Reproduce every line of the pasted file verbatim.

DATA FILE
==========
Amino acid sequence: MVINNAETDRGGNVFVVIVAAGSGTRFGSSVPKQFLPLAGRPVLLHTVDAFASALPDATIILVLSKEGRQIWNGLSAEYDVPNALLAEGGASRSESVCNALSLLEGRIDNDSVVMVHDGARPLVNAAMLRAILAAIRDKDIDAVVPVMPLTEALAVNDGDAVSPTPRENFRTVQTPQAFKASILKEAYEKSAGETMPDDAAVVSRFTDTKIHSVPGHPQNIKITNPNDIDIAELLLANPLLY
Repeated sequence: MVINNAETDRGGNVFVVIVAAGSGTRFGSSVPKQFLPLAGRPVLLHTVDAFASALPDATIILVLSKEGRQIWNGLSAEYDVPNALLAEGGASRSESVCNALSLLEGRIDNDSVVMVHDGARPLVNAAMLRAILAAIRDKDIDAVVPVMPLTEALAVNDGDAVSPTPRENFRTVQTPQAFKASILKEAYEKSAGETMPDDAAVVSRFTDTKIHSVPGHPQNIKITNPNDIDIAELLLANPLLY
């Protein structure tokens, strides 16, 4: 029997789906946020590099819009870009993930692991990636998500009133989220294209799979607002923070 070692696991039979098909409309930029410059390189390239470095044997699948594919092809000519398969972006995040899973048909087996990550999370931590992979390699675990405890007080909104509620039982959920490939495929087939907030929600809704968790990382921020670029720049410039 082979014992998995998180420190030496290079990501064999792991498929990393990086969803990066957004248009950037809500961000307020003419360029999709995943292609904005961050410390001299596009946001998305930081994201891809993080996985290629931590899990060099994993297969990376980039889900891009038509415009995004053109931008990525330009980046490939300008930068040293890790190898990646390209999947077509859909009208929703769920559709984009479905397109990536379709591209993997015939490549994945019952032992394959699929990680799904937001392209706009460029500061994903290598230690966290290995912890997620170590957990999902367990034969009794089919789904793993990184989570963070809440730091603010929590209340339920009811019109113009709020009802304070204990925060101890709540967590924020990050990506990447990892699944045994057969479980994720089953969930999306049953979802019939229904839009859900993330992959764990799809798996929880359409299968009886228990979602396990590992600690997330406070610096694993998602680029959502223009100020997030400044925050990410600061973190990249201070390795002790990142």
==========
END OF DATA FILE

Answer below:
Amino acid sequence: MVINNAETDRGGNVFVVIVAAGSGTRFGSSVPKQFLPLAGRPVLLHTVDAFASALPDATIILVLSKEGRQIWNGLSAEYDVPNALLAEGGASRSESVCNALSLLEGRIDNDSVVMVHDGARPLVNAAMLRAILAAIRDKDIDAVVPVMPLTEALAVNDGDAVSPTPRENFRTVQTPQAFKASILKEAYEKSAGETMPDDAAVVSRFTDTKIHSVPGHPQNIKITNPNDIDIAELLLANPLLY
Repeated sequence: MVINNAETDRGGNVFVVIVAAGSGTRFGSSVPKQFLPLAGRPVLLHTVDAFASALPDATIILVLSKEGRQIWNGLSAEYDVPNALLAEGGASRSESVCNALSLLEGRIDNDSVVMVHDGARPLVNAAMLRAILAAIRDKDIDAVVPVMPLTEALAVNDGDAVSPTPRENFRTVQTPQAFKASILKEAYEKSAGETMPDDAAVVSRFTDTKIHSVPGHPQNIKITNPNDIDIAELLLANPLLY
């Protein structure tokens, strides 16, 4: 029997789906946020590099819009870009993930692991990636998500009133989220294209799979607002923070 070692696991039979098909409309930029410059390189390239470095044997699948594919092809000519398969972006995040899973048909087996990550999370931590992979390699675990405890007080909104509620039982959920490939495929087939907030929600809704968790990382921020670029720049410039 082979014992998995998180420190030496290079990501064999792991498929990393990086969803990066957004248009950037809500961000307020003419360029999709995943292609904005961050410390001299596009946001998305930081994201891809993080996985290629931590899990060099994993297969990376980039889900891009038509415009995004053109931008990525330009980046490939300008930068040293890790190898990646390209999947077509859909009208929703769920559709984009479905397109990536379709591209993997015939490549994945019952032992394959699929990680799904937001392209706009460029500061994903290598230690966290290995912890997620170590957990999902367990034969009794089919789904793993990184989570963070809440730091603010929590209340339920009811019109113009709020009802304070204990925060101890709540967590924020990050990506990447990892699944045994057969479980994720089953969930999306049953979802019939229904839009859900993330992959764990799809798996929880359409299968009886228990979602396990590992600690997330406070610096694993998602680029959502223009100020997030400044925050990410600061973190990249201070390795002790990142």